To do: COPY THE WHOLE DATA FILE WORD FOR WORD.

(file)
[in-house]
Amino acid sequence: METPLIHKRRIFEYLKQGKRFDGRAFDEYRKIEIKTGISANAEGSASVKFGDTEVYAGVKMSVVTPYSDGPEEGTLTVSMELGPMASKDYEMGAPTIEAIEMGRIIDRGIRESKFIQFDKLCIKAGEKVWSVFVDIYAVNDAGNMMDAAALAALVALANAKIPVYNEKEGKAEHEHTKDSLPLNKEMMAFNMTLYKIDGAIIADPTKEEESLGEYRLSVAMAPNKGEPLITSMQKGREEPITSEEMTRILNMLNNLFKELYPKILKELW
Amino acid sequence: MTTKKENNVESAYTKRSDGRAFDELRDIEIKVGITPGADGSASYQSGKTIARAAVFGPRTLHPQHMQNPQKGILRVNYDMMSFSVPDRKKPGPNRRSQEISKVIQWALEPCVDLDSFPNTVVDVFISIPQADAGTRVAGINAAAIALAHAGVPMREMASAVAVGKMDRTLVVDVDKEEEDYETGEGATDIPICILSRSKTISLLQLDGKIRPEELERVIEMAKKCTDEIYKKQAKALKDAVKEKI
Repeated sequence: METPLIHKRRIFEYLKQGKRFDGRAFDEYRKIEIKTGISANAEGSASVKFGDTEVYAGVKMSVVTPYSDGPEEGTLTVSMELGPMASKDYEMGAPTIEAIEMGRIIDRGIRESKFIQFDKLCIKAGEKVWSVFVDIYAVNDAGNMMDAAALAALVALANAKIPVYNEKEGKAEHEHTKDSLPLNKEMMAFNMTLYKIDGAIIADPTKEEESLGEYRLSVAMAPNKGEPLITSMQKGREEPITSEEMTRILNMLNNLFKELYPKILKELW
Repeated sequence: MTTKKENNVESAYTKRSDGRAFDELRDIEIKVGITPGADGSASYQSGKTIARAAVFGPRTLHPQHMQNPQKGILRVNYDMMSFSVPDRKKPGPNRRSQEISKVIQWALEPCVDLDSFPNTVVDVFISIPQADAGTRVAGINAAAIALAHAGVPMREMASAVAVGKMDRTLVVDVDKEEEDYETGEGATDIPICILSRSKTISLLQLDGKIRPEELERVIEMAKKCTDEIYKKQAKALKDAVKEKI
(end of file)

[in-house]
Amino acid sequence: METPLIHKRRIFEYLKQGKRFDGRAFDEYRKIEIKTGISANAEGSASVKFGDTEVYAGVKMSVVTPYSDGPEEGTLTVSMELGPMASKDYEMGAPTIEAIEMGRIIDRGIRESKFIQFDKLCIKAGEKVWSVFVDIYAVNDAGNMMDAAALAALVALANAKIPVYNEKEGKAEHEHTKDSLPLNKEMMAFNMTLYKIDGAIIADPTKEEESLGEYRLSVAMAPNKGEPLITSMQKGREEPITSEEMTRILNMLNNLFKELYPKILKELW
Amino acid sequence: MTTKKENNVESAYTKRSDGRAFDELRDIEIKVGITPGADGSASYQSGKTIARAAVFGPRTLHPQHMQNPQKGILRVNYDMMSFSVPDRKKPGPNRRSQEISKVIQWALEPCVDLDSFPNTVVDVFISIPQADAGTRVAGINAAAIALAHAGVPMREMASAVAVGKMDRTLVVDVDKEEEDYETGEGATDIPICILSRSKTISLLQLDGKIRPEELERVIEMAKKCTDEIYKKQAKALKDAVKEKI
Repeated sequence: METPLIHKRRIFEYLKQGKRFDGRAFDEYRKIEIKTGISANAEGSASVKFGDTEVYAGVKMSVVTPYSDGPEEGTLTVSMELGPMASKDYEMGAPTIEAIEMGRIIDRGIRESKFIQFDKLCIKAGEKVWSVFVDIYAVNDAGNMMDAAALAALVALANAKIPVYNEKEGKAEHEHTKDSLPLNKEMMAFNMTLYKIDGAIIADPTKEEESLGEYRLSVAMAPNKGEPLITSMQKGREEPITSEEMTRILNMLNNLFKELYPKILKELW
Repeated sequence: MTTKKENNVESAYTKRSDGRAFDELRDIEIKVGITPGADGSASYQSGKTIARAAVFGPRTLHPQHMQNPQKGILRVNYDMMSFSVPDRKKPGPNRRSQEISKVIQWALEPCVDLDSFPNTVVDVFISIPQADAGTRVAGINAAAIALAHAGVPMREMASAVAVGKMDRTLVVDVDKEEEDYETGEGATDIPICILSRSKTISLLQLDGKIRPEELERVIEMAKKCTDEIYKKQAKALKDAVKEKI